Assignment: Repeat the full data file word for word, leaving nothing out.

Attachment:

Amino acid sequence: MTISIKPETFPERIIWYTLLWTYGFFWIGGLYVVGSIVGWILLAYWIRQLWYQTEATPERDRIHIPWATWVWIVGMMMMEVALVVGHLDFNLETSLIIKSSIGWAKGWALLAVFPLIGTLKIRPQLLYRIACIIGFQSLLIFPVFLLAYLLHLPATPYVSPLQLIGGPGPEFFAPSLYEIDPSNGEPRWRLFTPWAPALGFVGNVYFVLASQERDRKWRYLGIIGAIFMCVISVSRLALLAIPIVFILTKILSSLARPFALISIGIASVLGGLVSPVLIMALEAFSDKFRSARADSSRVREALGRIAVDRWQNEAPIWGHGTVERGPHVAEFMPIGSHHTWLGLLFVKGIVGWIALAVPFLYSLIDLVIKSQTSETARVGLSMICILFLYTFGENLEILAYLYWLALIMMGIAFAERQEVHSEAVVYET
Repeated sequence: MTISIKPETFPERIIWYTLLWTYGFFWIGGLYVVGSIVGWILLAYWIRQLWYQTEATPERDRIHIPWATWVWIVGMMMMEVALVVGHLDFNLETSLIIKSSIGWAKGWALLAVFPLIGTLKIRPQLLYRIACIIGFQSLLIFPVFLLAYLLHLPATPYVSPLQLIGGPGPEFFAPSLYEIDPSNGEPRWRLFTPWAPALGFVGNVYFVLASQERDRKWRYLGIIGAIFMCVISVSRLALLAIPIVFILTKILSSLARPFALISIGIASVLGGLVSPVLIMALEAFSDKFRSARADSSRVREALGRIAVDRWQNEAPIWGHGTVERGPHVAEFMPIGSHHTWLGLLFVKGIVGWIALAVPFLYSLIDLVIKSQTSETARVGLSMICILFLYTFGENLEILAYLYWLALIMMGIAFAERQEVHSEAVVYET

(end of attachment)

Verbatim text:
Amino acid sequence: MTISIKPETFPERIIWYTLLWTYGFFWIGGLYVVGSIVGWILLAYWIRQLWYQTEATPERDRIHIPWATWVWIVGMMMMEVALVVGHLDFNLETSLIIKSSIGWAKGWALLAVFPLIGTLKIRPQLLYRIACIIGFQSLLIFPVFLLAYLLHLPATPYVSPLQLIGGPGPEFFAPSLYEIDPSNGEPRWRLFTPWAPALGFVGNVYFVLASQERDRKWRYLGIIGAIFMCVISVSRLALLAIPIVFILTKILSSLARPFALISIGIASVLGGLVSPVLIMALEAFSDKFRSARADSSRVREALGRIAVDRWQNEAPIWGHGTVERGPHVAEFMPIGSHHTWLGLLFVKGIVGWIALAVPFLYSLIDLVIKSQTSETARVGLSMICILFLYTFGENLEILAYLYWLALIMMGIAFAERQEVHSEAVVYET
Repeated sequence: MTISIKPETFPERIIWYTLLWTYGFFWIGGLYVVGSIVGWILLAYWIRQLWYQTEATPERDRIHIPWATWVWIVGMMMMEVALVVGHLDFNLETSLIIKSSIGWAKGWALLAVFPLIGTLKIRPQLLYRIACIIGFQSLLIFPVFLLAYLLHLPATPYVSPLQLIGGPGPEFFAPSLYEIDPSNGEPRWRLFTPWAPALGFVGNVYFVLASQERDRKWRYLGIIGAIFMCVISVSRLALLAIPIVFILTKILSSLARPFALISIGIASVLGGLVSPVLIMALEAFSDKFRSARADSSRVREALGRIAVDRWQNEAPIWGHGTVERGPHVAEFMPIGSHHTWLGLLFVKGIVGWIALAVPFLYSLIDLVIKSQTSETARVGLSMICILFLYTFGENLEILAYLYWLALIMMGIAFAERQEVHSEAVVYET